October 8, 2020 Reading Time: 2 minutes

NOTE: In response to recommendations resulting from an internal review of state operations, the state of California has announced a two week pause in its processing of initial claims for unemployment insurance benefits. The state will use this time to reduce its claims processing backlog and implement fraud prevention technology. Recognizing that the pause will likely result in significant week-to-week swings in initial claims for California and the nation unrelated to any changes in economic conditions, California’s initial claims published in the UI Claims News Release will reflect the level reported during the last week prior to the pause. Upon completion of the pause and the post-pause processing, the state will submit revised reports to reflect claims in the week during which they were filed.

The number of ongoing claims for state unemployment programs totaled 11.561 million for the week ending September 19, down 802,427 from the prior week (see first chart). For the same week in 2019, ongoing claims were 1.381 million. Continuing claims from state programs continue to trend lower since hitting a peak in March. Continuing claims in all federal programs totaled 13.944 million for the week ending September 19. The total number of people claiming benefits in all unemployment programs including all emergency programs was 25.505 million for the week ended September 19, down 1.003 million from the prior week. While there has been improvement from the catastrophic events in March and April, the current level of continuing claims is still massive (see first chart).

Initial claims for regular state unemployment insurance totaled 840,000 for the week ending October 3, down 9,000 from the previous week’s tally of 849,000 (see second chart). The four-week average was 857,000, down 13,250 from the prior average. The latest week is the 29th week of historically massive claims. Prior to the lockdowns, initial claims were running around 230,000 (see second chart).

The number of initial claims surged in the initial phase of government lockdowns, hitting almost 7 million for the week ending March 28. Initial claims declined fairly rapidly over the next 10 weeks but since early June, the declines have slowed significantly with some weeks showing slight increases. Persistent initial claims at such a historically high level remain a very troubling sign for the labor market recovery and the economy.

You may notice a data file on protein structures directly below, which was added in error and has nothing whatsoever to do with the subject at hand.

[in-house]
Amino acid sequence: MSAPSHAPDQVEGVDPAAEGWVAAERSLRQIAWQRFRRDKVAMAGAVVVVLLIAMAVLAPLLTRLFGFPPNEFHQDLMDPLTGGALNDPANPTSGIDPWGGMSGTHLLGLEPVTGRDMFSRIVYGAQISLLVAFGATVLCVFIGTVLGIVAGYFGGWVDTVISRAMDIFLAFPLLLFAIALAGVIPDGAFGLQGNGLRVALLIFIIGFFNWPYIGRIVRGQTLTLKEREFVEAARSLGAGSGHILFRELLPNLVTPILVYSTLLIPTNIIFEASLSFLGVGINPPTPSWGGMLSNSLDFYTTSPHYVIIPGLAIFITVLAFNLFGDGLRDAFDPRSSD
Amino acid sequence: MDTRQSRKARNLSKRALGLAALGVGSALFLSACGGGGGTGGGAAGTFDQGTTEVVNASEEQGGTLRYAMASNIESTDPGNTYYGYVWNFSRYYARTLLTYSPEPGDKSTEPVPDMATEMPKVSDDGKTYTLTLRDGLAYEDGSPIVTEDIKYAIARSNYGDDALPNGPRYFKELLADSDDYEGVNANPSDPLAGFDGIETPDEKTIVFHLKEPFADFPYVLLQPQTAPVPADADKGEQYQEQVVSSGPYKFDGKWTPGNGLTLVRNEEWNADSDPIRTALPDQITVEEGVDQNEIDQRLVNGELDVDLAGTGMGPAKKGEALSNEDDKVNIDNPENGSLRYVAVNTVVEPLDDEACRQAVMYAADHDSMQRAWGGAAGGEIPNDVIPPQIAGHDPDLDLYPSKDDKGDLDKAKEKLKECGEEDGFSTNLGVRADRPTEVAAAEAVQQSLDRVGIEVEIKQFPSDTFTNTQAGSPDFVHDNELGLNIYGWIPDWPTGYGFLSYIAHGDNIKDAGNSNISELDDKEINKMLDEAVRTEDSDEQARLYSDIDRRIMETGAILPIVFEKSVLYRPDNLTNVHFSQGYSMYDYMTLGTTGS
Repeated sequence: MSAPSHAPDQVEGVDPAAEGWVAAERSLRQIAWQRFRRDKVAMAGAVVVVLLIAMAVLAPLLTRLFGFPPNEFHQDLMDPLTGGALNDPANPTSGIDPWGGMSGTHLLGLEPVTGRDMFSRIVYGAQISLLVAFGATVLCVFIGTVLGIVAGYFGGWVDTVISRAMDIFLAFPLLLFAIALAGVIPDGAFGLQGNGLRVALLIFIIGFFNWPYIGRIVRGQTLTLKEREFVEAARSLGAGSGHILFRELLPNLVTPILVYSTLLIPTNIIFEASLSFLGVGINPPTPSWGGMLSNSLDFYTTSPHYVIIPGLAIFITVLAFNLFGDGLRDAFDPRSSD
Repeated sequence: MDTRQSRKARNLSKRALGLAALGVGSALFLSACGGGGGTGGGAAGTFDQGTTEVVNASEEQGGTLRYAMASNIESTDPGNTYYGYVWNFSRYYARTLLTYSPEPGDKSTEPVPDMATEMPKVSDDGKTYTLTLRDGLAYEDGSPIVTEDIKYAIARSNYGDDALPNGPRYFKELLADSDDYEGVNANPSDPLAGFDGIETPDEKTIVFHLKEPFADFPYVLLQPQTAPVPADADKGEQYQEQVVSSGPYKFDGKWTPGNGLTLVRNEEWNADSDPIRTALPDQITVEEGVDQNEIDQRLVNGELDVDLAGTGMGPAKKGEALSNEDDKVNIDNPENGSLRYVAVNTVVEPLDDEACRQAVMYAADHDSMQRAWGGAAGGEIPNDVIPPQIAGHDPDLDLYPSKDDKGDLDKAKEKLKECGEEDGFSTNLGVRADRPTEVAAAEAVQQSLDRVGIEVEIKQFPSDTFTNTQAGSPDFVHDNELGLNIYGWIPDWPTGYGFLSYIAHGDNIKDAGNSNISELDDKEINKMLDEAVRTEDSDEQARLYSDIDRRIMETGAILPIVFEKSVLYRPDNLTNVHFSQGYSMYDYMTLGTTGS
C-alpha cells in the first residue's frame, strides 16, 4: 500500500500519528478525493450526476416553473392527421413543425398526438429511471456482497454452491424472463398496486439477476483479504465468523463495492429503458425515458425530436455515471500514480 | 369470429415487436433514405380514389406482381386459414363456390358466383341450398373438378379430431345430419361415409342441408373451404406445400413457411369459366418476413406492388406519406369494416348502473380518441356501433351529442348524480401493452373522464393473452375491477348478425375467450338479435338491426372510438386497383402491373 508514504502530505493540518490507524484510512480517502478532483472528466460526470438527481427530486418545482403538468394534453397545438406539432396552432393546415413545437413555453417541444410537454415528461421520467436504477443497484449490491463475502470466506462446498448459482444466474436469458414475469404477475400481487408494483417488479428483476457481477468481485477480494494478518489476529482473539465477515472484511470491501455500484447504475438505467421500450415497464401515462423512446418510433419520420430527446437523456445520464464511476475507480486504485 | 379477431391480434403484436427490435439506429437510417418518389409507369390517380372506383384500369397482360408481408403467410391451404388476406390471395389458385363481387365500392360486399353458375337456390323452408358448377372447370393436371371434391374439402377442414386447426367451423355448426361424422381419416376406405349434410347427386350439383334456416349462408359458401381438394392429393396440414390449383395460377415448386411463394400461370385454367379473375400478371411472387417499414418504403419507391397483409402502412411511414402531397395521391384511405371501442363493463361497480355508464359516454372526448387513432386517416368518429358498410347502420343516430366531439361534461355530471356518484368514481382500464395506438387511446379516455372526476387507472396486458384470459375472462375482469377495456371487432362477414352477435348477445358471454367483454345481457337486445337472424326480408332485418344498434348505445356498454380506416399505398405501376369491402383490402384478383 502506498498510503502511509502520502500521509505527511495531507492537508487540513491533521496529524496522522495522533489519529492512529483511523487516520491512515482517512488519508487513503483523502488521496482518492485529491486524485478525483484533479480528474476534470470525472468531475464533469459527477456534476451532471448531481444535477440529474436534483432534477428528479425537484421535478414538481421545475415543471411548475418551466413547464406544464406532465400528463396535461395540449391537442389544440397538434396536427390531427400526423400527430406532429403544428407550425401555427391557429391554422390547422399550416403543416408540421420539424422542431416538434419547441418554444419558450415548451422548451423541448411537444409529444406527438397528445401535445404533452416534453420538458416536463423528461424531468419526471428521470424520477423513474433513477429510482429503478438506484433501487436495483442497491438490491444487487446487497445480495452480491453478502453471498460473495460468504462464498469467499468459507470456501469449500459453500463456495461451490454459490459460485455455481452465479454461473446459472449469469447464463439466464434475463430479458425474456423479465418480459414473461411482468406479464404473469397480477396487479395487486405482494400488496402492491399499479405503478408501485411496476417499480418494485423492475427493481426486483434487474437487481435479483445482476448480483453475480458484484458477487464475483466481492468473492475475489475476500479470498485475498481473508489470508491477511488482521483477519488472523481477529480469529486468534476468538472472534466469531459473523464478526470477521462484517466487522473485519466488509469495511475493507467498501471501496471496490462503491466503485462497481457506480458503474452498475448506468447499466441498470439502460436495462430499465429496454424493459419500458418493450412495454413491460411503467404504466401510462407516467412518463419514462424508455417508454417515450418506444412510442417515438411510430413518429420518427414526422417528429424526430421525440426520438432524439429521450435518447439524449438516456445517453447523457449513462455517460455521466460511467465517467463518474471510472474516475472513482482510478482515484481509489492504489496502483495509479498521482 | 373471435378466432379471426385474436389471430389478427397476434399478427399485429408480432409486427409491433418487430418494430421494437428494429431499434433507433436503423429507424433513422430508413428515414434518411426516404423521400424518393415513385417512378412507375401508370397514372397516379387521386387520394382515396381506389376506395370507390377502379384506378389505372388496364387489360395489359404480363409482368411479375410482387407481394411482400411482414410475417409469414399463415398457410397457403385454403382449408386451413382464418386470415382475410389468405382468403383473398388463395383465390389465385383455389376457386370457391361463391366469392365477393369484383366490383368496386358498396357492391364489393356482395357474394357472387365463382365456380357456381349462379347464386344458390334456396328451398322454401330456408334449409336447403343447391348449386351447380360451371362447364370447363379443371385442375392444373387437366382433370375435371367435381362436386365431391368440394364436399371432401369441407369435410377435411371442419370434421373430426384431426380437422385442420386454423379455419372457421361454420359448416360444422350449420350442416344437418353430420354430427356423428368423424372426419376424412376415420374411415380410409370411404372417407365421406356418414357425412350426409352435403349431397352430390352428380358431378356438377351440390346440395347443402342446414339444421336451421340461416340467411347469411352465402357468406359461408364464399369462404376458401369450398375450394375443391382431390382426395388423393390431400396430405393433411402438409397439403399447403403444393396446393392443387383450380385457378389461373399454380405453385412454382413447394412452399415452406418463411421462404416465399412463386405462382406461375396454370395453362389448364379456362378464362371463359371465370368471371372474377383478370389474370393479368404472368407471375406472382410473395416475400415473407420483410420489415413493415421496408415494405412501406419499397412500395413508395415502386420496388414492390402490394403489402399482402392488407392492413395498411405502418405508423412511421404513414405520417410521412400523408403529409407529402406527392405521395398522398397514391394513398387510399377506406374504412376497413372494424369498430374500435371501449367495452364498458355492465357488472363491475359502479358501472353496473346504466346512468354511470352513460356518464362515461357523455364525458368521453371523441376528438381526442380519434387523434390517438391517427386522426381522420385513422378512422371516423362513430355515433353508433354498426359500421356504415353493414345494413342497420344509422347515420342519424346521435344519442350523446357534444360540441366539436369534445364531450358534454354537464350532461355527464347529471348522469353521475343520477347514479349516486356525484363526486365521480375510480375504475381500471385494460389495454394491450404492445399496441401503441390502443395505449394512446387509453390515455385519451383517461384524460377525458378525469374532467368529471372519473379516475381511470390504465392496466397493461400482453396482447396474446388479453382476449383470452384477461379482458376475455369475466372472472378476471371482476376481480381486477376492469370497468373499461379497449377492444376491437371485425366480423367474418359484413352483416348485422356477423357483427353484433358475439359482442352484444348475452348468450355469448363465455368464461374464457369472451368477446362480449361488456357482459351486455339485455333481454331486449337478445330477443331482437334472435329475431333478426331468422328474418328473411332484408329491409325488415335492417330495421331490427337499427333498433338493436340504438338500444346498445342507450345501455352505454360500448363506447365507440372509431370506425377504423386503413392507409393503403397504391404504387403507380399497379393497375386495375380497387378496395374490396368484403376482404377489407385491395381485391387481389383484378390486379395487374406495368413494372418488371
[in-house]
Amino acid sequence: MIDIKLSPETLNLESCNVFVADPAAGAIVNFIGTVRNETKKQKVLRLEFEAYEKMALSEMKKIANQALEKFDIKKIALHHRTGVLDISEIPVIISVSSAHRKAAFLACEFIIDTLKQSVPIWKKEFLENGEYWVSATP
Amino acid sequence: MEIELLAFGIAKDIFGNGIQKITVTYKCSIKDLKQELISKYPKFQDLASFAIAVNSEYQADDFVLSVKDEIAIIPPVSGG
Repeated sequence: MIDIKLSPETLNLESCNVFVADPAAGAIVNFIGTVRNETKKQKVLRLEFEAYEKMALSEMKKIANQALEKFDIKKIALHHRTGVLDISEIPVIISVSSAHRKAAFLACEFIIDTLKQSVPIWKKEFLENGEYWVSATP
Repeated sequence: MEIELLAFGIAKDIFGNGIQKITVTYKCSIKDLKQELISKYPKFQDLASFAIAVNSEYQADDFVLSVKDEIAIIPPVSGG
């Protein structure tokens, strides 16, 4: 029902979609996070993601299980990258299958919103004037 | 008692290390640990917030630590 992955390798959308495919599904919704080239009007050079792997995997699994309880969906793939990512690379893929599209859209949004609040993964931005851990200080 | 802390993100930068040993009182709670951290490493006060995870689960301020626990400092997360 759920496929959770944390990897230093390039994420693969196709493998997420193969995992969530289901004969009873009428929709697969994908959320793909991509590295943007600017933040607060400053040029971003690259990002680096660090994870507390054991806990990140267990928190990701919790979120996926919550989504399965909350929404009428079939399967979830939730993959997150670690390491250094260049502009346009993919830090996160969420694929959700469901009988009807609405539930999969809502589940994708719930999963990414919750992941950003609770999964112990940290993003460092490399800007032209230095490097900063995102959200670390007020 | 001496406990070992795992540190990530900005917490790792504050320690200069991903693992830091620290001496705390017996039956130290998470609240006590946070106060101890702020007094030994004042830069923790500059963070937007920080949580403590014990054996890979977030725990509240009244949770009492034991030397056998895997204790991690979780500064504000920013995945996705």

Government-imposed restrictions intended to slow the spread of Covid-19 continue to wreak havoc on the economy and the labor market. The longer consumers remain restricted and businesses remain closed or limited, the more uncertain a labor market recovery becomes and the higher the probability of a slow and drawn-out economic recovery.

Robert Hughes

Bob Hughes

Robert Hughes joined AIER in 2013 following more than 25 years in economic and financial markets research on Wall Street. Bob was formerly the head of Global Equity Strategy for Brown Brothers Harriman, where he developed equity investment strategy combining top-down macro analysis with bottom-up fundamentals.

Prior to BBH, Bob was a Senior Equity Strategist for State Street Global Markets, Senior Economic Strategist with Prudential Equity Group and Senior Economist and Financial Markets Analyst for Citicorp Investment Services. Bob has a MA in economics from Fordham University and a BS in business from Lehigh University.

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